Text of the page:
I agree with what the USPS is doing, I feel that the the people that are against the Saturday delivery cutback should make certain that from now on, that they send all bills thru the mail, versus paying them on-line, also the complainers should also stop sending e-mails and start sending  all correspondence by mail , the old way, this would help out the USPS profits. If people are not willing to do this, then these same people should stop complaining. This is reality, the USPS is losing money and has lost lots of business and profit to the internet, so have the complainers stop the whining.

And another:

The USPS could go to every other day to residential addresses - Monday, Wednesday, Friday on some routes, Tuesday, Thursday, Saturday on others.  Commercial addresses and PO Boxes could continue with every day delivery.  There would have to be some adjustments, of course, for holiday weeks.  But what mail do people really get that couldn't wait another day?

And still another:

If the Post Office was a private business, Saturday delivery would have been dropped years ago. Six day schedule is what drives overtime.
 
No one needs Saturday delivery, ditto PO office open (to buy stamps?) or Saturday package deliver either. Somehow, our society has managed to survive with the DMV open 5 days a week.





Regarding our story about how research shows that the move to reusable shopping bags is actually creating some disease problems, because people are not washing their bags.

One MNB user wrote:

While it’s a great idea to wash the reusable bags to prevent the spread of disease, that puts responsibility on the general public and that seems to never work.

Another reader chimed in:

I faithfully bring my reusable bags and wash them......but I would be interested in an environmental impact study of washing the bags, use of electricity, water, and yes I use biodegradable soap, trying to be a good guest on earth so long as I am here, but.....what if we find the environmental impact zeros out the benefit?

When I lived in Hawaii, the "conscientious" among us recycled faithfully, then we learned that the recycling program took the bottles, Plastic and paper, shipped it to the mainland, as we call it, for processing.  The fossil fuels used in shipping the weight of the recyclables far outweighed the value of recycling.... But our motives were right, our goals were to treat the earth better.....so we got to pat ourselves on the back, right?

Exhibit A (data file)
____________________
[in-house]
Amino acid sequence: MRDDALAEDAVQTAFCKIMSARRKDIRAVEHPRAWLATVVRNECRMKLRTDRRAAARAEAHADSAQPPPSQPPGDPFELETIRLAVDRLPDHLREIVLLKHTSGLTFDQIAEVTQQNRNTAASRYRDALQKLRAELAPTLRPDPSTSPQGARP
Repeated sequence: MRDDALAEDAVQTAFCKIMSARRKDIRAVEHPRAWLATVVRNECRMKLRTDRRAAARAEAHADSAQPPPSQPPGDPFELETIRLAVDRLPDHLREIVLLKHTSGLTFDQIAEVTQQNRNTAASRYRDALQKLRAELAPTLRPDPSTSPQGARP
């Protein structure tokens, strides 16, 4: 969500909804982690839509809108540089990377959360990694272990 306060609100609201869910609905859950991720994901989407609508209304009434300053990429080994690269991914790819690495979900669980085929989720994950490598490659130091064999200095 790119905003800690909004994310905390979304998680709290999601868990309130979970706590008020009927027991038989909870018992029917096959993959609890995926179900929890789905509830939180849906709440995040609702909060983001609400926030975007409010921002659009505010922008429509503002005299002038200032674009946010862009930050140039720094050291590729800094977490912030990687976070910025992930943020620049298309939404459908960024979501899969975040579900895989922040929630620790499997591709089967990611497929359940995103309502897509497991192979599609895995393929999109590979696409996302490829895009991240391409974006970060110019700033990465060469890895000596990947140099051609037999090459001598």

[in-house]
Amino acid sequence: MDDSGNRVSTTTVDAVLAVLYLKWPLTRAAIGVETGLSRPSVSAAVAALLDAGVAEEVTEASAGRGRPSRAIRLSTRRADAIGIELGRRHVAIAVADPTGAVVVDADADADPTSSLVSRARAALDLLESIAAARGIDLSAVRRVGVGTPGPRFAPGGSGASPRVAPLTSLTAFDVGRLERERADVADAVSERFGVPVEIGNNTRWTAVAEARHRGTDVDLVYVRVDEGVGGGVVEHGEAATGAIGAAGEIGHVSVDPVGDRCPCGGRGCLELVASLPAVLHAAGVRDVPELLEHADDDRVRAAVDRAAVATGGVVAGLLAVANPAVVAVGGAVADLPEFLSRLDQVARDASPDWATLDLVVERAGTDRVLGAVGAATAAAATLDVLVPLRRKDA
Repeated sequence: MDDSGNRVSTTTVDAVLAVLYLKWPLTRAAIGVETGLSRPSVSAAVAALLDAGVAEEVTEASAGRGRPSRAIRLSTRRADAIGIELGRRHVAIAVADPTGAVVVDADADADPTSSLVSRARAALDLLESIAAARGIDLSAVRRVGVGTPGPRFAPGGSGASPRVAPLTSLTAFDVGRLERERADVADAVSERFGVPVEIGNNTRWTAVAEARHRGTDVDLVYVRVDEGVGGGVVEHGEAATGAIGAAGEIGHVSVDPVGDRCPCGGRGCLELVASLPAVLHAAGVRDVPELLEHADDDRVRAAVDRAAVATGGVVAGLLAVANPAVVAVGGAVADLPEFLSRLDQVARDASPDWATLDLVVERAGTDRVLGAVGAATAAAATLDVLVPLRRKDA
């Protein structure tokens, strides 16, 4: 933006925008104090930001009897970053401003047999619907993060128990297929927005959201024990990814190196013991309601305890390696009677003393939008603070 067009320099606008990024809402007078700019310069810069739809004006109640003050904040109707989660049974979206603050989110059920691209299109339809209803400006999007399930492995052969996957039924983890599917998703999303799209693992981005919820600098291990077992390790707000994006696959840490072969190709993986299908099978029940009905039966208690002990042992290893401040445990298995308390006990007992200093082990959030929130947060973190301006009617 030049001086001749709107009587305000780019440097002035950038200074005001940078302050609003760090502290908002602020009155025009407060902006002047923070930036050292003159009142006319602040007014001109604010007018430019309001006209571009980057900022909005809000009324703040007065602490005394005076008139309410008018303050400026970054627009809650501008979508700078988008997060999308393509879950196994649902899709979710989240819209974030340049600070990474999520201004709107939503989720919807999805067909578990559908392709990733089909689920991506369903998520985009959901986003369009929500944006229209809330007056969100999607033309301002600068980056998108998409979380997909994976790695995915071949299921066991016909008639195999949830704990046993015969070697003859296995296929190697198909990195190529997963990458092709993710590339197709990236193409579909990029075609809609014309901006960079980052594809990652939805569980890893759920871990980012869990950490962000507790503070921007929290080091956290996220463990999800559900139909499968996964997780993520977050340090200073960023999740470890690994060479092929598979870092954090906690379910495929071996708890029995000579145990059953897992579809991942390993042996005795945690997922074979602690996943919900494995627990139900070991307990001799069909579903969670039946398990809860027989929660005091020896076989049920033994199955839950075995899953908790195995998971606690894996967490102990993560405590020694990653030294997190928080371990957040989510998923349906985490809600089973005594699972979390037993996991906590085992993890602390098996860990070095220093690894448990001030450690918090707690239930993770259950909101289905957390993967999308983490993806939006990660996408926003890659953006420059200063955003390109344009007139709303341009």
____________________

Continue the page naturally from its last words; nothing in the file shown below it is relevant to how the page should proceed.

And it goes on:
On a similar topic, people are growing rooftop gardens in downtown LA, and studies show the use of water, the evaporation compared to food production far outweighs any environmental benefit.....of course, southern CA, if we allowed it to be truly "natural" would be an uninhabitable desert, and the population here would be a fraction of what is here now.  No one wants to mention that elephant in the room, except the farmers up north who are lacking local water because we are siphoning it off down south to support the completely unnatural population here. And out to Vegas, which is also an uninhabitable desert, but for the redirected water.

So.... it's more complex than the feel good action of bringing your own bags.  My premise on all of this, we must be open to truth and facts, because things aren't always as they appear from the spin we currently get from media channels.

But, I still bring my bags....wondering as I  do so, if it's making an atom of difference...


Another MNB user offered:

KC...we take the other view...recycle the damn plastic bags ! Doesn't seem very hard now does it? ....and on the plus side...you don't have to waste water washing your reusable bags that were made in China which ultimately end up in the landfill..!  Recycling is readily available in every major chain and more and is still the best solution after all the facts are in...




And, regarding some criticism of a program developed by CEO Jim Donald to reinvigorate the Extended Stay American hotel chain, MNB user Bob Anderson wrote:

I would tell you from reporting to Jim Donald at Walmart, that Jim has a great passion for his job, for the associates and customers. This maybe the reason why Sam Walton personal hired Jim after seeing all of these traits and more in him. Perhaps if Mr. Schillo had the chance to have a cup of coffee or a run with Jim, he too would be in the Jim Donald camp.
KC's View: